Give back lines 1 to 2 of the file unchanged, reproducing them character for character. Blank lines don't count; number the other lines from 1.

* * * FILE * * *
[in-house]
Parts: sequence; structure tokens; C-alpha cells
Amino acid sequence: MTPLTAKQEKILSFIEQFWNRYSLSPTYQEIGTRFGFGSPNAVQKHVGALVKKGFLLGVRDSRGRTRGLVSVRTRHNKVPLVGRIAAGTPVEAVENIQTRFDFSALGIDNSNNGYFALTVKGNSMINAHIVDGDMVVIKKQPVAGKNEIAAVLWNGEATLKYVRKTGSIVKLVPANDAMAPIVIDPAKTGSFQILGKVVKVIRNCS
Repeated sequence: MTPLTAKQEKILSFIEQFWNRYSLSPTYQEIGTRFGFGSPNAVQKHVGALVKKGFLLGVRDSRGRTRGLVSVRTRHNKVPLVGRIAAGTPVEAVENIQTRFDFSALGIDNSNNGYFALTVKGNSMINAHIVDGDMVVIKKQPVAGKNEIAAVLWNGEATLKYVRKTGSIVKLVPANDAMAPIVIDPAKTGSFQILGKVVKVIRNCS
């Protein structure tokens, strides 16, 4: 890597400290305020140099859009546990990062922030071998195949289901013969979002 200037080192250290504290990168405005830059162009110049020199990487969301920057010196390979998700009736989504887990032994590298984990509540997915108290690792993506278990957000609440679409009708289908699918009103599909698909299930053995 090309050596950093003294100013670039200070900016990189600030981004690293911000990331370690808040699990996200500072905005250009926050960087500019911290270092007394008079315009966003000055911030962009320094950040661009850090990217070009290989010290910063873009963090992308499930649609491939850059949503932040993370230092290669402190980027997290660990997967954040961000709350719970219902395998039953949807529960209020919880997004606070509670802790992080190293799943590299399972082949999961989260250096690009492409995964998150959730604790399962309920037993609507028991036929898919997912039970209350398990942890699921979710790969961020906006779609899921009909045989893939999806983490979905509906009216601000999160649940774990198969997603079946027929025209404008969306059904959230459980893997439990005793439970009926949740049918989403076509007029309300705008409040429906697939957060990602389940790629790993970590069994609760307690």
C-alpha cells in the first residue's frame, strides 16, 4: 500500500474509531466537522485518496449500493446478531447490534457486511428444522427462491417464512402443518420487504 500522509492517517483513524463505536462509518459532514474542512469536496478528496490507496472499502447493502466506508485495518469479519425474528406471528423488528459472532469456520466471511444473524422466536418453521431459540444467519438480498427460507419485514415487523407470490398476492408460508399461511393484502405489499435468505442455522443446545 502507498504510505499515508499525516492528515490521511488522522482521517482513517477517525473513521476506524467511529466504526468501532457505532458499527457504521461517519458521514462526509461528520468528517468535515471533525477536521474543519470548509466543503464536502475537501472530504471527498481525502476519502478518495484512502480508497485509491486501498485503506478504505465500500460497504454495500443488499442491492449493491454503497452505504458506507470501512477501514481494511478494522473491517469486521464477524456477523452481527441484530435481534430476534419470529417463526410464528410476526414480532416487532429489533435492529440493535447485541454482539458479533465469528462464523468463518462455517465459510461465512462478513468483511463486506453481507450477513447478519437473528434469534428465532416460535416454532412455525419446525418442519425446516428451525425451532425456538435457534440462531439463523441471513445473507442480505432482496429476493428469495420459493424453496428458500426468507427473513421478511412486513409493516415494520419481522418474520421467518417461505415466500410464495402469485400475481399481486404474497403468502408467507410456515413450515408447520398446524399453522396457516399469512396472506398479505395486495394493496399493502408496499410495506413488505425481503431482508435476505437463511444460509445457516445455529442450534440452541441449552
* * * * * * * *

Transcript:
[in-house]
Parts: sequence; structure tokens; C-alpha cells